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How does Mathematica create an InterpolatingFunction object? Example:

test1 = FunctionInterpolation[Sin[x],{x,0,2*Pi}]

The FullForm of test1 is long, but is primarily x values with the corresponding y values. However, the interpolation is not linear (since I didn't set InterpolationOrder -> 1)

I know Mathematica uses cubic splines, in part because the default InterpolationOrder is 3, but also because:

Plot[D[test1[t],t,t,t,t] /. t->x, {x,0,2*Pi}]

shows the 4th derivative is uniformly 0.

So, how does Mathematica compute this cubic spline?

My goal is to use a FunctionInterpolation object in Perl.

EDIT: Thank you, Sasha! That did exactly what I wanted, with a minor glitch. Below is my attempt to reimplement Hermite interpolation in a way that's easy to convert to Perl (also available at

The problem: the last 3 plots have small, but nonzero values. I can't tell if I implemented Hermite wrong, or this is just a numerical glitch.

(* the Hermite <h>(not Hermione)</h> polynomials *) 

h00[t_] = (1+2*t)*(1-t)^2 
h10[t_] = t*(1-t)^2 
h01[t_] = t^2*(3-2*t) 
h11[t_] = t^2*(t-1) 


This confirms my understanding of InterpolatingFunction by calculating 
the value in a different, Perl-friendly, way; this probably does NOT 
work for all InterpolatingFunction's, just the ones I'm using here. 

f = interpolating function, t = value to evaluate at 


altintfuncalc[f_, t_] := Module[ 
 {xvals, yvals, xint, tisin, tpos, m0, m1, p0, p1}, 

 (* figure out x values *) 
 xvals = Flatten[f[[3]]]; 

 (* and corresponding y values *) 
 yvals = Flatten[f[[4,3]]]; 

 (* and size of each x interval; there are many other ways to do this *) 
 (* <h>almost all of which are better than this?</h> *) 
 xint = (xvals[[-1]]-xvals[[1]])/(Length[xvals]-1);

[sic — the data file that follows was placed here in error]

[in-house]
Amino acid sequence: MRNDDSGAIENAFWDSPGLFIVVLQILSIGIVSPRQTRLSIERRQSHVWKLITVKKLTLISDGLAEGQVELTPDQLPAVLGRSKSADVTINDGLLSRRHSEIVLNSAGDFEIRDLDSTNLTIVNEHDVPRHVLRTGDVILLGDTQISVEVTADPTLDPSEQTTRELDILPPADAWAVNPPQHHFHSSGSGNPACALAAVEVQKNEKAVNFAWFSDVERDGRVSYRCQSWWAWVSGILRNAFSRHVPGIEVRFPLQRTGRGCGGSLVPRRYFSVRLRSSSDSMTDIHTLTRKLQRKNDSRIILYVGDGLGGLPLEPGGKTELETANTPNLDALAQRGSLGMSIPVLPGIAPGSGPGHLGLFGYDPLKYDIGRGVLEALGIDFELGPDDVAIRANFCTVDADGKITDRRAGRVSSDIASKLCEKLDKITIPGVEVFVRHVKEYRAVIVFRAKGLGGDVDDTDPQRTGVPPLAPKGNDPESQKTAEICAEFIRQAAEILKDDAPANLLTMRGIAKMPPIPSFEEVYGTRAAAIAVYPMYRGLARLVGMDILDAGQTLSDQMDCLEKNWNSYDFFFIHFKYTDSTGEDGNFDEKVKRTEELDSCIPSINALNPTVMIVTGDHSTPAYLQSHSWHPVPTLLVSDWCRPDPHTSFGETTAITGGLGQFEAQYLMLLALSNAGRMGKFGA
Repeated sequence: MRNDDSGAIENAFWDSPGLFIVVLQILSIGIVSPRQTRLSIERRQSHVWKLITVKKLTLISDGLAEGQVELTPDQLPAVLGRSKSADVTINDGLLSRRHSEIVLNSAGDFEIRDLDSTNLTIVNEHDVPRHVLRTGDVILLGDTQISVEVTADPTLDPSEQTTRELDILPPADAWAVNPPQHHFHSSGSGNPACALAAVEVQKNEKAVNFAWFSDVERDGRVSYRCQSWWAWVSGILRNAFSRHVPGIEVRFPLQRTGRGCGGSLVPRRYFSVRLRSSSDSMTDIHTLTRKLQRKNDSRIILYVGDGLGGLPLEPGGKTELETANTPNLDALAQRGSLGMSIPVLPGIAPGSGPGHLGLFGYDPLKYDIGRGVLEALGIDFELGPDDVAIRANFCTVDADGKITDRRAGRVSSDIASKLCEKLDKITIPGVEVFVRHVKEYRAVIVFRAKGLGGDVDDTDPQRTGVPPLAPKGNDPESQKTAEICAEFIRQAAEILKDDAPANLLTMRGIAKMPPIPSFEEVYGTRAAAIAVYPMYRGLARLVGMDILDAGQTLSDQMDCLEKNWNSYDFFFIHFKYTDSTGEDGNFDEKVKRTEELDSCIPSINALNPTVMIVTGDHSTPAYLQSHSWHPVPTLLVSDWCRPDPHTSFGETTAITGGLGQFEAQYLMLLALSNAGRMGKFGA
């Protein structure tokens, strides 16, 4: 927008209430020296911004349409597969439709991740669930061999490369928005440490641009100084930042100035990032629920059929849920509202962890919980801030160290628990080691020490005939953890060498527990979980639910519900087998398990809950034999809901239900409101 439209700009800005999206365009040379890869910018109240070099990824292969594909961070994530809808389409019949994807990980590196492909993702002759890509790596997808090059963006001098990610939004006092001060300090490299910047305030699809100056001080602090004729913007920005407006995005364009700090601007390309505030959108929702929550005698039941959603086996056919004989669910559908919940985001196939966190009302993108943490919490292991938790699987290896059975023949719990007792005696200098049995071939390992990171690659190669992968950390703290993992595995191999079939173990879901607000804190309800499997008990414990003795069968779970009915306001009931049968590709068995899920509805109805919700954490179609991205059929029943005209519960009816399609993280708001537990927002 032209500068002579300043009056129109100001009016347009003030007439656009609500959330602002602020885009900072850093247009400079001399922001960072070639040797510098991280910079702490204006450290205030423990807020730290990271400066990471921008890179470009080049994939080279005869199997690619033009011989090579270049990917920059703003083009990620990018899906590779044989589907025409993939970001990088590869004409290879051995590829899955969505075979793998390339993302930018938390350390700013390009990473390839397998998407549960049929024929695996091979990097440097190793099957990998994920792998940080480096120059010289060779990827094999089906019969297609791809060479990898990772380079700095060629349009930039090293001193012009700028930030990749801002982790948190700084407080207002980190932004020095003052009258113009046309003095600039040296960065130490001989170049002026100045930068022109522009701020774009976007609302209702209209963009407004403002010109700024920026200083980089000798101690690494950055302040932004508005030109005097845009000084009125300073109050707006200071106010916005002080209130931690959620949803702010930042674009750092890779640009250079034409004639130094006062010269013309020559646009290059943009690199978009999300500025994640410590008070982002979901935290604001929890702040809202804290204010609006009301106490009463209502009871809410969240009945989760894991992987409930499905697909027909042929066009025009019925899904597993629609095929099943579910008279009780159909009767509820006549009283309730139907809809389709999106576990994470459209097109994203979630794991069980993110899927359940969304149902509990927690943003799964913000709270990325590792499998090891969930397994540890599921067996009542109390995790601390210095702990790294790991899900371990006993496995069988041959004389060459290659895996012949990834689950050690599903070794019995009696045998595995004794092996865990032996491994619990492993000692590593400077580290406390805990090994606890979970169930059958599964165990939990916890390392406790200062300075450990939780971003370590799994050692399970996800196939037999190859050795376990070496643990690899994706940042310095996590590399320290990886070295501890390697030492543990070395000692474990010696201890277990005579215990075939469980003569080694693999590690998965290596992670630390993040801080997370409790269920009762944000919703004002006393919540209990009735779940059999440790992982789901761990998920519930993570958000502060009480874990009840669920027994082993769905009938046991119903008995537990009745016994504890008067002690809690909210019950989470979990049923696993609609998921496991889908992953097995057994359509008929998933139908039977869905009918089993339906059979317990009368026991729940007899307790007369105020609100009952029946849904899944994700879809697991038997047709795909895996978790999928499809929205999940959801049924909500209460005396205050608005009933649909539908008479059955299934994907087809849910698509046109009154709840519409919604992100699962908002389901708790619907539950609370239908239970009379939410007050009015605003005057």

(* for efficiency, all vars above this point should be cached *) 

 (* which interval is t in?; interval i = x[[i]],x[[i+1]] *) 
 tisin = Min[Max[Ceiling[(t-xvals[[1]])/xint],1],Length[xvals]-1]; 

 (* and the y values for this interval, using Hermite convention *) 
 p0 = yvals[[tisin]]; 
 p1 = yvals[[tisin+1]]; 

 (* what is t's position in this interval? *) 
 tpos = (t-xvals[[tisin]])/xint; 

 (* what are the slopes for the intervals immediately before/after this one? *) 
 (* we are assuming interval length of 1, so we do NOT divide by int *) 
 m0 = p0-yvals[[tisin-1]]; 
 m1 = yvals[[tisin+2]]-p1; 

 (* return the Hermite approximation *) 
 (* <h>Whoever wrote the wp article was thinking of w00t</h> *) 
 h00[tpos]*p0 + h10[tpos]*m0 + h01[tpos]*p1 + h11[tpos]*m1 

(* test cases *) 

f1 = FunctionInterpolation[Sin[x],{x,0,2*Pi}] 
f2 = FunctionInterpolation[x^2,{x,0,10}] 
f3 = FunctionInterpolation[Exp[x],{x,0,10}] 

Plot[{altintfuncalc[f1,t] - f1[t]},{t,0,2*Pi}] 
Plot[{altintfuncalc[f2,t] - f2[t]},{t,0,10}] 
Plot[{altintfuncalc[f3,t] - f3[t]},{t,0,10}] 
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It's probably using Hermite interpolation as default (and not Splines) , at least that is what Interpolation[ ] does – belisarius has settled Apr 16 '11 at 14:02

1 Answer 1

up vote 3 down vote accepted

Generally it uses piecewise Hermite cubic interpolation. I am not sure about the choice of nodes, though. It seems they are chosen uniformly across the interval. I am sure there are results for the lower bounds of intervals for a requested precision assuming smooth function, but I do not have details.

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